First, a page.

Tuesday, November 11, 2008


GENUINE Super Bowl candidates are thin on the ground this season, the Tennessee Titans and New York Giants currently standing head and shoulders above their rivals.

But when it comes to the title of “worst team in football,” there are plenty of contenders.

No fewer than seven teams stand at 2-7 or worse. Three of them – the Seattle Seahawks, San Francisco 49ers and St. Louis Rams – play in the same division (NFC West).

After watching the Rams concede 40 points inside the first 30 minutes to the Jets on Sunday, it’s hard to imagine there’s a team more incompetent in the NFL.

However, fans of the Oakland Raiders (2-7), Kansas City Chiefs (1-8), Cincinnati Bengals (1-8) and Detroit Lions (0-9) may well think otherwise.

With apologies to the residents of Oakland and Cincinnati, you’re not even close.

The Chiefs may not actually be the worst team, but when it comes to coughing up a lead in the closing stages, nobody does it better.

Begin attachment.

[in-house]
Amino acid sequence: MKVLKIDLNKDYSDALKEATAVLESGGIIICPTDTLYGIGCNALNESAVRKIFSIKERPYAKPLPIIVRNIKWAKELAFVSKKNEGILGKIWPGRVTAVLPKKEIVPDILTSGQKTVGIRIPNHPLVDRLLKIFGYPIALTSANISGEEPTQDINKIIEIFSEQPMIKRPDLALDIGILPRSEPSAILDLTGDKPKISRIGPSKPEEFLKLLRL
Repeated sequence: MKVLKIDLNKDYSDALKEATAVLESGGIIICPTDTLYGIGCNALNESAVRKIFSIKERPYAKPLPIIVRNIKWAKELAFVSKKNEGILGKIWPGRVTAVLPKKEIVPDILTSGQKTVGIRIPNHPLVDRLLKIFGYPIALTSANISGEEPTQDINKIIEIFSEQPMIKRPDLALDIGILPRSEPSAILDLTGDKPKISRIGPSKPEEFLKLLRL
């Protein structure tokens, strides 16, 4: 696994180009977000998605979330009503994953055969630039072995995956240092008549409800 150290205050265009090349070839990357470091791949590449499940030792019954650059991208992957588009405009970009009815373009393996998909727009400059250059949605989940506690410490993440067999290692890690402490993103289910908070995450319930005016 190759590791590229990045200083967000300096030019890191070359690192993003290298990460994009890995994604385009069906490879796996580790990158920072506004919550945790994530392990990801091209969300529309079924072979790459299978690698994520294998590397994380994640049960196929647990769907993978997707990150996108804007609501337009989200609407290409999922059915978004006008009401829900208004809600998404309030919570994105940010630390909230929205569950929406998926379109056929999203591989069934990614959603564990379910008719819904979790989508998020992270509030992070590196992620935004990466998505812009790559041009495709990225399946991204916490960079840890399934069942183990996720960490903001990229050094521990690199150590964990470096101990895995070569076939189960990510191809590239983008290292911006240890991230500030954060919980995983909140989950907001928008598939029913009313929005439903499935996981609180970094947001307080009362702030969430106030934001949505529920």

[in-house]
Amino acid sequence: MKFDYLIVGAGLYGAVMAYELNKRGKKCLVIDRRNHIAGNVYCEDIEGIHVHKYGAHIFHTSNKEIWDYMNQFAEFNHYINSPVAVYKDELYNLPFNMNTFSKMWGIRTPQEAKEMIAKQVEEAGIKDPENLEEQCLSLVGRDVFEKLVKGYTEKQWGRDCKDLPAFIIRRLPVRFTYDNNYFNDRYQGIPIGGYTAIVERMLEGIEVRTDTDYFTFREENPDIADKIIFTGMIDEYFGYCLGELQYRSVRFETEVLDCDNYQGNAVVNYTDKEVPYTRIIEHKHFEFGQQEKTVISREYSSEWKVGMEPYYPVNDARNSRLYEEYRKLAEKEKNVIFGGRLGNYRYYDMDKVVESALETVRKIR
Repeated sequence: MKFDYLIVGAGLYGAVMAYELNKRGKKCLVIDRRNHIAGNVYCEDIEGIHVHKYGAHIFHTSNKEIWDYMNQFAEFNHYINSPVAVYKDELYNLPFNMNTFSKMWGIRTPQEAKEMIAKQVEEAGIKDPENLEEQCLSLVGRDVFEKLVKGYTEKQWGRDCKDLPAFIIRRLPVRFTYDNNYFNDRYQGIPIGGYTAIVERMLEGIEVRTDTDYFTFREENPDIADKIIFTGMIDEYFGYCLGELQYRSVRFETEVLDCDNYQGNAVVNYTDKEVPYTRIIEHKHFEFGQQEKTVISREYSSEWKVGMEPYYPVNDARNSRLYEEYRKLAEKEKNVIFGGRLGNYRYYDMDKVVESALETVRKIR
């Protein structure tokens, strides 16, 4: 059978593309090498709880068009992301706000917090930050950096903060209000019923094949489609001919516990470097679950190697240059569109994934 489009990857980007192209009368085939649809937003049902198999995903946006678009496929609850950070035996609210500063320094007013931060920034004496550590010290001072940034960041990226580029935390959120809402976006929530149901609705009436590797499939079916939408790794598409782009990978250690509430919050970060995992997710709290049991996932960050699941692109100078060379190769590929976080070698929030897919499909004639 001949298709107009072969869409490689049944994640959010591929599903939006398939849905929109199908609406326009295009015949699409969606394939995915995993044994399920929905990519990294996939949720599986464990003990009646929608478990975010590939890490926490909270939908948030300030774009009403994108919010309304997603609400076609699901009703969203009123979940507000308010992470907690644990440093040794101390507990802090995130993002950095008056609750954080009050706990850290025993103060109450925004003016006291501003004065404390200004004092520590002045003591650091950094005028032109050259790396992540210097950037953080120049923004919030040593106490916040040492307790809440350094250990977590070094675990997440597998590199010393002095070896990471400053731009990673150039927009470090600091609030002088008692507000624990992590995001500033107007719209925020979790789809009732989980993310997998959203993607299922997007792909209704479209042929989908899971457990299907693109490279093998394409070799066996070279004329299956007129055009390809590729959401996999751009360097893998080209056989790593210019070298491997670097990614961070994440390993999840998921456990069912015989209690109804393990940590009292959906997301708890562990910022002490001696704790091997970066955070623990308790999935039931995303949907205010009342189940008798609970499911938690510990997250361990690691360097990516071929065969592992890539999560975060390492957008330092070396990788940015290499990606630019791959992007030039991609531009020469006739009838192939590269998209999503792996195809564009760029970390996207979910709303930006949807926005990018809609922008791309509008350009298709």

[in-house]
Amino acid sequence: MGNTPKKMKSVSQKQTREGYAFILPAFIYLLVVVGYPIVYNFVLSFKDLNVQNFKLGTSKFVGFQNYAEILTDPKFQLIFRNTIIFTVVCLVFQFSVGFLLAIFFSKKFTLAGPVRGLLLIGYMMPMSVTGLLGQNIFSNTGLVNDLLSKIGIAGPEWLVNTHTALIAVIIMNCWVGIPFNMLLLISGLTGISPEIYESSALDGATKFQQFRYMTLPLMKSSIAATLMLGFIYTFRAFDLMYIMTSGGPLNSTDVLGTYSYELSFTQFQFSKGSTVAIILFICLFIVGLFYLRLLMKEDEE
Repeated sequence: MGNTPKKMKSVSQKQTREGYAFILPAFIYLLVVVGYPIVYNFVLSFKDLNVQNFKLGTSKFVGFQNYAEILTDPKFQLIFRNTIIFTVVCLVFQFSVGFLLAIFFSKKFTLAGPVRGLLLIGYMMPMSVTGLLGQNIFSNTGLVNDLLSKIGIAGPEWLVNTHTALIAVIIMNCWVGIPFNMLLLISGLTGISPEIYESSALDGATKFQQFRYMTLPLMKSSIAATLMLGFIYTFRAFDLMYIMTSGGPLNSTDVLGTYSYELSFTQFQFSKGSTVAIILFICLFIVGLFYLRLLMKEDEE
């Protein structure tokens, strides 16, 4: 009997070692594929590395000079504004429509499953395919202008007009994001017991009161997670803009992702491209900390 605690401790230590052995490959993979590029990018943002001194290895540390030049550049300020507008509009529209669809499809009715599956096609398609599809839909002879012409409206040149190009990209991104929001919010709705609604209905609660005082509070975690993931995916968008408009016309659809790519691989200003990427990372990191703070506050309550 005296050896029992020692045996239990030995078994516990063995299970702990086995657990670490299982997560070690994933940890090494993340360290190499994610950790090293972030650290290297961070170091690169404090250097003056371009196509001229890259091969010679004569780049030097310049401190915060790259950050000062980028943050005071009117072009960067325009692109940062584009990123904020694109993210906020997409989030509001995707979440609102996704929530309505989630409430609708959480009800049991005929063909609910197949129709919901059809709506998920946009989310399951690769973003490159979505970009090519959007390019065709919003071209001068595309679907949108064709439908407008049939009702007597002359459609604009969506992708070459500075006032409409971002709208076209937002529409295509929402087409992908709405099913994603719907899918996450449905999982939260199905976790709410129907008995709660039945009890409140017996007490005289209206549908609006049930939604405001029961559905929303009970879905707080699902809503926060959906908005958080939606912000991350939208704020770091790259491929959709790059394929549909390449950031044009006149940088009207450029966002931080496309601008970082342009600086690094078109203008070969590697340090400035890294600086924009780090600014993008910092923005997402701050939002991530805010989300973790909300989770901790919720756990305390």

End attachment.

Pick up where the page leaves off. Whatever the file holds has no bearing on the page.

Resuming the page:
As one leading pundit said on radio a few weeks ago, former Jets head coach Herm Edwards is a past master at playing not to lose.

Detroit on course to finish year 0-16

Last Sunday in San Diego, Edwards played to win…and still ended up losing.

The Chiefs failed in their attempt at a two-point conversion, going down 20-19. It was the third week running that Kansas had snatched defeat from the jaws of victory.

They had led the Tampa Bay Buccaneers 24-3, only to lose to a field goal in overtime. The week before that, they were 24-21 up on the Jets before conceding a late touchdown.

But at least the Chiefs have managed to win one game this year (against the Denver Broncos). The Lions have lost all nine.

The closest they’ve come is 12-10 against the Minnesota Vikings and 27-23 at the Chicago Bears.

Of course, Lions fans have become used to failure. Their team has stunk for the past decade. 1999 was the last year they reached the playoffs and the 2007 season proved yet another false dawn, the Lions going 6-2 in the first half only to end up 7-9.

Bad ownership, bad management, bad draft picks; they’re all to blame. But now that Matt Millen has finally been axed from his post in charge of football operations, there is at least a ray of light at the end of the tunnel. Only trouble is it’s a mighty long tunnel.

The Lions next five opponents all have a winning percentage of over .500 and their last two – the New Orleans Saints and Green Bay Packers – are still in playoff contention at 4-5.

The New England Patriots were a perfect 16-0 last season. It’s not hard to envisage dreadful Detroit going 0-16 and ending with the worst season record in NFL history.

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